Consider it a uniquely American approach to offering healthcare. In the three years since the U.S. Supreme Court ruled in favor of the Affordable Care Act’s coverage requirements, the nation’s top health insurers have reaped a windfall.
As insurance premiums and healthcare costs continue to increase, the balance sheets of major health insurance providers show not only a surge in revenue and profits, but also a startling increase in the dividends they pay to shareholders. The system aimed at expanding healthcare to millions of Americans is also handsomely rewarding insurers and their investors.
Financial statements from the nation’s top three health insurance providers show an average revenue increase of 43 percent from 2010 through 2014. Meanwhile, UnitedHealth Group Inc (NYSE:UNH), Anthem Inc (NYSE:ANTM) and Aetna Inc (NYSE:AET) increased shareholder dividend payments from a combined $465.1 million in 2010 to $2.12 billion last year, a 356 percent jump. And in 2014 alone, the three companies spent more than $8 billion in stock buybacks.
Since the Supreme Court’s June 28, 2012, ruling, UnitedHealth Group’s stock price has leaped 101 percent while Anthem’s and Aetna’s shares have risen 135 percent and 186 percent, respectively. During the same period, the Dow Jones Industrial Average rose 40 percent while the S&P 500 Index gained 58 percent.
The rally comes as federal data released Tuesday shows healthcare costs increased 5.5 percent last year, the biggest rise since 2008, and will continue to increase by an average of 5.8 percent a year through 2024. Per capita private insurance premium growth is expected to slow to 2.8 percent this year, but a greater number working Americans are paying higher deductibles. Meanwhile, workers' wages have stagnated.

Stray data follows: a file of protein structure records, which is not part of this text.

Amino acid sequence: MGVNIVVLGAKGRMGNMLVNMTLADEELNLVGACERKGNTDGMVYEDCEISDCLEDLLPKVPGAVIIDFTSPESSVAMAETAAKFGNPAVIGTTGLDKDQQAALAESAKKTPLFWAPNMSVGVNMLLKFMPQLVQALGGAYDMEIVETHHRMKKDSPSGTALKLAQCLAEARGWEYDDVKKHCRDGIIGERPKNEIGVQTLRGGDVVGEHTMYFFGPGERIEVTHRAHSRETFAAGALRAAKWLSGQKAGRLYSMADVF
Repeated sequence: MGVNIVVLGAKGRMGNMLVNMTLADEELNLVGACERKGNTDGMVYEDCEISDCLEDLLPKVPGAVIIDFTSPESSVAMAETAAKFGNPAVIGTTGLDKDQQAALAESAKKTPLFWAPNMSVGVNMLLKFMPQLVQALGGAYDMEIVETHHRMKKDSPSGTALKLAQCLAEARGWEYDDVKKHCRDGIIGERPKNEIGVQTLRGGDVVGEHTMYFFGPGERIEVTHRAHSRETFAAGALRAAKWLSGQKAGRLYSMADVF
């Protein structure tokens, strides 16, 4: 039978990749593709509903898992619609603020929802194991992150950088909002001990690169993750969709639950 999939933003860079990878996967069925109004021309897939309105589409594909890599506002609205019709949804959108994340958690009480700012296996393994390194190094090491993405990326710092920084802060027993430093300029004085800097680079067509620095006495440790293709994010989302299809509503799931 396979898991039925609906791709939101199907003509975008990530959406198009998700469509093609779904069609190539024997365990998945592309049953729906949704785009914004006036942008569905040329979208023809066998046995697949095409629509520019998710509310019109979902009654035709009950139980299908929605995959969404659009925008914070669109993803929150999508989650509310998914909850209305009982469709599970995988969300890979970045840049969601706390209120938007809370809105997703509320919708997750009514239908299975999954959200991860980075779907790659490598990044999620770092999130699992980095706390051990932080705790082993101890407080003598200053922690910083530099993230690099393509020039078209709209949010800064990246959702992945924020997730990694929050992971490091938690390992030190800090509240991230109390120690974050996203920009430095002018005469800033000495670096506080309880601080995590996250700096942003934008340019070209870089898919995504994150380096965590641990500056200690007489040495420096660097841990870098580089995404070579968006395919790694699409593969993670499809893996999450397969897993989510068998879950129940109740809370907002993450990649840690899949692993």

“If you look around the world at other big economies, they treat health care as a right and they try to control costs because the market doesn’t do that,” said Richard Kirsch, senior fellow at the Roosevelt Institute, a progressive nonprofit group. “One of the things that we’ve faulted about the Affordable Care Act it that the out-of-pocket costs and premiums are too high.”
Kirsch, who says he favors Obamacare in general, notes that larger problems in the economy have made it difficult for many working Americans to get affordable health plans. While low income and unemployed Americans receive government subsidies, many working Americans earn too much to qualify for significant assistance under the act.
A national survey by the Robert Wood Johnson Foundation released in June found that almost 8 out of 10 uninsured Americans who sought coverage in the previous 12 months said they couldn’t find a plan they could afford. Most of the survey respondents were employed and said they had less than $100 left every month after paying bills and less than $100 in savings.
To be sure, the Affordable Care Act has brought health insurance to millions of people. A Gallup poll concluded that the percentage of uninsured adults in the country has dropped from 14.6 percent in the first quarter of 2008 to 11.9 percent in the first three months of the year. But compared with other developed nations, the uninsured rate is still alarmingly high.
A 2013 report from the Organisation for Economic Co-operation and Development (OECD), the global organization tracking the top 34 most industrialized countries, found that the United States ranked at the bottom of the list for achieving universal health coverage for all of its citizens. Out of the 34 countries traced by the OECD, 20 had 100 percent coverage and six had coverage above 99 percent.
Even with the gains made in the past couple of years, the U.S. remains in a club that includes Estonia, Mexico and the Slovak Republic in terms of the proportion of citizens who have neither public nor private health insurance. And it’s the only country on the list that relies so heavily on the private sector to extend health benefits to its people.
Mireille Jacobson, associate professor of economics and public policy and Director of the Center for Health Care Management and Policy at The Merage School of Business, points out that rising costs have at least one benefit: They coincide with improved quality of care.
“One thing that people in the healthcare debate lose a little sight of is this: healthcare costs were less in 1960, but you wouldn’t want the healthcare from 1960.”